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Two pesticide-related bills sailed through the House Agriculture Committee on Feb. 16 as farm-state lawmakers hailed the legislation for easing burdens on growers.
The committee passed both bills by voice vote in the first 10 minutes of the meeting, which preceded a hearing on the federal nutrition assistance program.
H.R. 1029 would reauthorize the 2003 Pesticide Registration Improvement Act, which authorizes the Environmental Protection Agency to collect fees from industry to license pesticides and review the safety of the chemicals.
“PRIA’s goal has been to create a more predictable and effective evaluation process, promote shorter review periods for reduced-risk pesticides, and enhance scientific and regulatory activities related to farm worker protection,” the committee’s ranking member, Rep. Collin Peterson (D-Minn.), said in his opening statement.
The latest version of the legislation, introduced by Rep. Rodney Davis (R-Ill.), will allow the agency to raise up to $31 million—an increase from $27.8 million—to maintain the registrations of existing pesticides. For product registration service fees, there will be two scheduled 5 percent increases—one in 2019 and the second in 2021.
The legislation is expected to pass before the current PRIA expires on Sept. 30.
The committee also passed H.R. 953, a bill to reinstate Clean Water Act exemptions for farmers, ranchers and public health officials who spray pesticides near or over water bodies. The bill was introduced by Rep. Bob Gibbs (R-Ohio).
The legislation would overturn a 2009 decision from the U.S. Court of Appeals for the Sixth Circuit that forced the EPA to require National Pollutant Discharge Elimination System (NPDES) permits, which are intended to control pollution in protected waterways, for pesticide applications near water ( Nat’l Cotton Council of Am. v. EPA, 553 F.3d 927, 68 ERC 1129, 2009 BL 1441 (6th Cir. 2009)).
The NPDES permitting process “is unnecessary, costly and ultimately undermines public health. It amounts to a duplication of regulatory compliance costs for a variety of public agencies, adds to their legal jeopardy, and threatens pesticide applicators,” Agriculture Chairman Michael Conaway (R-Texas) said in his opening statement.
Agriculture interests argue that the water permits are duplicative, given that the EPA must consider pesticide effects on watersheds under the Federal Insecticide, Fungicide and Rodenticide Act (FIFRA).
This is the sixth year the committee has considered the legislation. Gibbs sought to attach the bill to a spending package to address the Zika virus last year, but President Barack Obama threatened to veto the aid if it included the pesticide rider and the provision was not included in the final package.
One Democrat voted “no” in the voice vote for the bill.
Sens. Mike Crapo (R-Idaho) and Claire McCaskill (D-Mo.) have introduced similar legislation in the Senate ( S. 340).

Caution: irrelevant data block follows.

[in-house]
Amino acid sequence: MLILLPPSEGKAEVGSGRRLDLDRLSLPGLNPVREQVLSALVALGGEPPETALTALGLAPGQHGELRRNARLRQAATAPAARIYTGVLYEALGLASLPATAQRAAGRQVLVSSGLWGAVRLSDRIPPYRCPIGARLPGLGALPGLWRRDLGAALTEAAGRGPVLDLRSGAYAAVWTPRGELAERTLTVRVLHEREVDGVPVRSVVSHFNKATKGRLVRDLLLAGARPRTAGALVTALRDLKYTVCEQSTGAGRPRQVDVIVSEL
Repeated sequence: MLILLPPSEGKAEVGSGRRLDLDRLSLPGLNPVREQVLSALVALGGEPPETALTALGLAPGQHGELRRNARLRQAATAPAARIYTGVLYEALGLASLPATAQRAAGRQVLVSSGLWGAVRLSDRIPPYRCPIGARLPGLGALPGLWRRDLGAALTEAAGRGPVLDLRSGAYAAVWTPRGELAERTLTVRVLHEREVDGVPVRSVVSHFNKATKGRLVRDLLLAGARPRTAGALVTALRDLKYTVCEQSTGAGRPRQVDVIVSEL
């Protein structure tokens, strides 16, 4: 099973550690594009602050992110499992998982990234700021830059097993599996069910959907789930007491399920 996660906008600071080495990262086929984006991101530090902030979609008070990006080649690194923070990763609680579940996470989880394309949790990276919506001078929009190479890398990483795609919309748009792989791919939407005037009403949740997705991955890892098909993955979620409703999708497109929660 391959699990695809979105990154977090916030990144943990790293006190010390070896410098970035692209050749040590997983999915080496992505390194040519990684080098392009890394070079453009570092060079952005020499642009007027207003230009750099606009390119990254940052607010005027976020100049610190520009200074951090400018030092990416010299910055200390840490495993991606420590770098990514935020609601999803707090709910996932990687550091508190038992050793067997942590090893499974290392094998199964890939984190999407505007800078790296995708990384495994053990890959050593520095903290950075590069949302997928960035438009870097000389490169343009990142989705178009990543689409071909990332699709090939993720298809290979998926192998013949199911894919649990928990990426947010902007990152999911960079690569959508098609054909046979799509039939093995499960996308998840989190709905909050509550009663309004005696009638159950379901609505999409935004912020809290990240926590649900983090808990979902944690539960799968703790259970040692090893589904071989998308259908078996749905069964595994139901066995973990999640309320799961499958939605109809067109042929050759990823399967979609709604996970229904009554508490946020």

Environmental groups say that the NPDES permits for agriculture and public health are not duplicative, because the Clean Water Act’s intent differs from FIFRA’s. NPDES permitting allows the EPA to track water resources where pesticides are being used, said Brett Hartl, government affairs director for the Center for Biological Diversity.
“It really is one of the most dishonest bills that keeps rearing its ugly head over and over again,” Hartl told Bloomberg BNA.
Having President Donald Trump in the White House offers the bill a better chance of passing, Hartl said. Previous iterations of the pesticide spraying bill have passed easily in the House Agriculture Committee, but approval in the Senate has been elusive.
In 2011, former Sen. Barbara Boxer (D-Calif.) and Sen. Ben Cardin (D-Md.) placed a hold on the legislation, killing it in the upper chamber. Last year, the bill was attached to sportsmen’s legislation that never made it past the Senate Environment and Public Works Committee.
But the bill’s author thinks it has a better chance in the 115th Congress.
“There was a senator [in the last several years] who didn’t like it, and she’s not here anymore,” Gibbs told Bloomberg BNA with a laugh.
Boxer, who retired from the Senate in January, served as EPW’s ranking member. Her replacement as the committee’s top Democrat is Sen. Tom Carper (Del.), who has sided with Republicans in the past in favor of overturning the Sixth Circuit’s decision.
But Carper, whose home state is headquarters to Dow Chemical Co. and Dupont Co., has not signed on to the Senate bill.
He has stuck to his party’s line on most environmental issues and supported the Obama administration’s controversial Clean Water Rule, which redefines which streams and wetlands fall under the Clean Water Act’s jurisdiction. He has led Democratic opposition to Scott Pruitt, Trump’s nominee for EPA administrator.
Environmentalists will need to convince Carper that the pesticide spraying bill is a blow to the Clean Water Act overall, Hartl said.
The bill “just makes it easier to chip away at it at another part of [the act] in the future,” he said. “Now he needs to consider what the larger implications of what this means for the Clean Water Act, writ large.”
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